Le Paysan de Paris

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Le Paysan de Paris
Author Louis Aragon
Genre Surrealism
Publisher Editions Gallimard
Publication date
1926

Le Paysan de Paris is a surrealist book about places in Paris by Louis Aragon which was first published in 1926 by Editions Gallimard.

It was dedicated to the surrealist painter André Masson and its preface was on the theme of a modern mythology. The two main sections of the books describe two places in Paris in great detail: Le Passage de l'Opera and Parc des Buttes-Chaumont. The detailed descriptions provide a realistic backdrop for surrealist spectacles such as the transformation of a shop into a seascape in which a siren appears and then disappears. This literary device is le merveilleux quotidien — a contrast of the mundane with the marvellous.[1]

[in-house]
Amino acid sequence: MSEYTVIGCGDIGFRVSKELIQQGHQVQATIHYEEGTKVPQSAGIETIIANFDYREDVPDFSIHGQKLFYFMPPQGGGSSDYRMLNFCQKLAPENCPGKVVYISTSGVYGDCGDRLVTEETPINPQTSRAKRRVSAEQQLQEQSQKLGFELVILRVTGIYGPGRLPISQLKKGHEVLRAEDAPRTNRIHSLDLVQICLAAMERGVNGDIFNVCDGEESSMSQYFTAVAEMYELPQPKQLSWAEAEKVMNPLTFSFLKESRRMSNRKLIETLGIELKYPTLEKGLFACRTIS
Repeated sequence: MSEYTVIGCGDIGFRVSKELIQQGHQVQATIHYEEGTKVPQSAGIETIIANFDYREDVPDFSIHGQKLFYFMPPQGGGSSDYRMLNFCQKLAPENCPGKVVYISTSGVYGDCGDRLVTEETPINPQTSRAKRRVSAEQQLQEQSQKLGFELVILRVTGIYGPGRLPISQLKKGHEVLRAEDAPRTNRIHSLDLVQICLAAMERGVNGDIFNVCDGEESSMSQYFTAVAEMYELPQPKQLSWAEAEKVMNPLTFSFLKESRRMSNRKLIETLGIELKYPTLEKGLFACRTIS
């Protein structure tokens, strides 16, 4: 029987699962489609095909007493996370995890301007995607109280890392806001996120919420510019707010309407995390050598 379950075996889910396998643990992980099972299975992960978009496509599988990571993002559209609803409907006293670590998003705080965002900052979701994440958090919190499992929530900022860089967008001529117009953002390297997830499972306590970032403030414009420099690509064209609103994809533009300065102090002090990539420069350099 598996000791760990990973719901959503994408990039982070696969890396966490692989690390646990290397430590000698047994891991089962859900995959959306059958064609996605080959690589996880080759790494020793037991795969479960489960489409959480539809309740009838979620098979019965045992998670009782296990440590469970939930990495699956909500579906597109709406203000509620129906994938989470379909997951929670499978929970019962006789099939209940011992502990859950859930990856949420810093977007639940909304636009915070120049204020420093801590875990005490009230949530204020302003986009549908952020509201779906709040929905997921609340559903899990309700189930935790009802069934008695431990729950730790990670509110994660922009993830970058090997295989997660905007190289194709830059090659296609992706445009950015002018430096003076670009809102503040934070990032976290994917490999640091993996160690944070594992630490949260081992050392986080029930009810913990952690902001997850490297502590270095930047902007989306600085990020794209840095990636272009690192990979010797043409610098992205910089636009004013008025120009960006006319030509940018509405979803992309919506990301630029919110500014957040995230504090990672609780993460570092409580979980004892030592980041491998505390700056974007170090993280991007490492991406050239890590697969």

Arnold Bennett described the work as stimulating but uneven. He thought it the best of the six books which he bought in Paris when visiting there in 1927.[1] Walter Benjamin was deeply affected by the book, which became a point of departure for his unfinished magnum opus, The Arcades Project.[2] Louis Aragon was disappointed with the book's reception by the French literary establishment which he considered too bourgeois and commercial.[3]

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